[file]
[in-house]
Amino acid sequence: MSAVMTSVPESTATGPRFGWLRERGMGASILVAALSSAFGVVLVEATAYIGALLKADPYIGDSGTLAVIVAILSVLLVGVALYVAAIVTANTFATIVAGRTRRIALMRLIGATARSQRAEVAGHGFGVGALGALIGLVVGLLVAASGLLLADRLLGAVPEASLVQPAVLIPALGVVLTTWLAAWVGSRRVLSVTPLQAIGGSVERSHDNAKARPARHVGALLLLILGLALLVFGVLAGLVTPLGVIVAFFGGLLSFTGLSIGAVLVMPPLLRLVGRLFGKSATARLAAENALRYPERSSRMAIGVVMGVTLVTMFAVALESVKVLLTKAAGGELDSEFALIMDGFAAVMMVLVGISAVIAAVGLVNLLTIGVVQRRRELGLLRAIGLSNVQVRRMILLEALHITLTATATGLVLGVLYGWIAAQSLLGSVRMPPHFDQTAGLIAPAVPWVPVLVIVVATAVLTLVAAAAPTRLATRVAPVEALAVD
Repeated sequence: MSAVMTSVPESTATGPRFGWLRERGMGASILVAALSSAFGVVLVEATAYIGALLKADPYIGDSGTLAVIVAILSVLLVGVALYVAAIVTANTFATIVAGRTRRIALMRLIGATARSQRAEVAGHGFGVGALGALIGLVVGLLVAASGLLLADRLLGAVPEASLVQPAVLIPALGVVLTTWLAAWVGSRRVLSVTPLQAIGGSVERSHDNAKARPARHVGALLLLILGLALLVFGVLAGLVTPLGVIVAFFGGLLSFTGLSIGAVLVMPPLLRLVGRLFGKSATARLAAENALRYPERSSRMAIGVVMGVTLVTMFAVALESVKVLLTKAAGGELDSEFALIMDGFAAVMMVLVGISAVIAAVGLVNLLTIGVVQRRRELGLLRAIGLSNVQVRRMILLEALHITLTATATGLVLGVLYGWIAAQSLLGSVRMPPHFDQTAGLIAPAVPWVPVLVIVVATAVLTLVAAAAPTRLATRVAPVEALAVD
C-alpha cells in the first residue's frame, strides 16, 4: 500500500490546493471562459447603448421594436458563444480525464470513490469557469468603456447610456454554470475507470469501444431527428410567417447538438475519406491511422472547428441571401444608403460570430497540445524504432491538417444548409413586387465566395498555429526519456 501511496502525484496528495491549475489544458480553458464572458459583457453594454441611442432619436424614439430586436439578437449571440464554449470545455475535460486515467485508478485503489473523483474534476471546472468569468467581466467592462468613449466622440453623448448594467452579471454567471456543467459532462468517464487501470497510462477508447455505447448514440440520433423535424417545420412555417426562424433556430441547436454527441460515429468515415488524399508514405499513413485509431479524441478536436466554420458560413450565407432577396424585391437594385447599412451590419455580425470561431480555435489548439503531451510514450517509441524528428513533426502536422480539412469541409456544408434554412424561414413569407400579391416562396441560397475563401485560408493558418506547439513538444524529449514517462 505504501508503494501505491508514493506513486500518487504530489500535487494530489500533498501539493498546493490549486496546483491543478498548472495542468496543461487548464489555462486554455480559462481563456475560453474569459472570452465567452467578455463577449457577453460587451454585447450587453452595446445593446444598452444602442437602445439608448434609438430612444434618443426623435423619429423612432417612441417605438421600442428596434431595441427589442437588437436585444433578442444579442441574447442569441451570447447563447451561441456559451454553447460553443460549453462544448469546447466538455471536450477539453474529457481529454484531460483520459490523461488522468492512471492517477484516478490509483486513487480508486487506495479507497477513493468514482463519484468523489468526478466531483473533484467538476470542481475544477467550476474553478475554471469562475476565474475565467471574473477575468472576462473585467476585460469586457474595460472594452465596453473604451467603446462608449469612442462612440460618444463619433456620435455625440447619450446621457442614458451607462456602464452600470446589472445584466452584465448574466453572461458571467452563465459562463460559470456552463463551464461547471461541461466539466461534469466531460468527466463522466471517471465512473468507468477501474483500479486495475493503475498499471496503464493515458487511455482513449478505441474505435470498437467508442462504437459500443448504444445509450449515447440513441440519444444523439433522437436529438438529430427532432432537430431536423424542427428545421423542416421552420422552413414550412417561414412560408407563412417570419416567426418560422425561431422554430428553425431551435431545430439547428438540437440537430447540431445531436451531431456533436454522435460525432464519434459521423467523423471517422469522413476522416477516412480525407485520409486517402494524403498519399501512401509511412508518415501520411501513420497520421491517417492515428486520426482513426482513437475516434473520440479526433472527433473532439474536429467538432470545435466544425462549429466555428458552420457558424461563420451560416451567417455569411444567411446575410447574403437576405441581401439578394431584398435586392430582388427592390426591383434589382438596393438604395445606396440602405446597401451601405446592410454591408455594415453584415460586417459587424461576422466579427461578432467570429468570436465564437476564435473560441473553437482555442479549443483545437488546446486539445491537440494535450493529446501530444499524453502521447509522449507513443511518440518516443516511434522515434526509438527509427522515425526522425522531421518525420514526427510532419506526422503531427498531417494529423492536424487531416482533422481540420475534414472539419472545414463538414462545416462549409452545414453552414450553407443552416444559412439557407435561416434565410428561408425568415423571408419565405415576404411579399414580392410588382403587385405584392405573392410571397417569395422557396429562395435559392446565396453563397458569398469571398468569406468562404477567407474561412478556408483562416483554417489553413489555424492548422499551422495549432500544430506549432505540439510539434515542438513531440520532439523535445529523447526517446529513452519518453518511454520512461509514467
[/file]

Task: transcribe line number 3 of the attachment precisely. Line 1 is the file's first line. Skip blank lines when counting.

Repeated sequence: MSAVMTSVPESTATGPRFGWLRERGMGASILVAALSSAFGVVLVEATAYIGALLKADPYIGDSGTLAVIVAILSVLLVGVALYVAAIVTANTFATIVAGRTRRIALMRLIGATARSQRAEVAGHGFGVGALGALIGLVVGLLVAASGLLLADRLLGAVPEASLVQPAVLIPALGVVLTTWLAAWVGSRRVLSVTPLQAIGGSVERSHDNAKARPARHVGALLLLILGLALLVFGVLAGLVTPLGVIVAFFGGLLSFTGLSIGAVLVMPPLLRLVGRLFGKSATARLAAENALRYPERSSRMAIGVVMGVTLVTMFAVALESVKVLLTKAAGGELDSEFALIMDGFAAVMMVLVGISAVIAAVGLVNLLTIGVVQRRRELGLLRAIGLSNVQVRRMILLEALHITLTATATGLVLGVLYGWIAAQSLLGSVRMPPHFDQTAGLIAPAVPWVPVLVIVVATAVLTLVAAAAPTRLATRVAPVEALAVD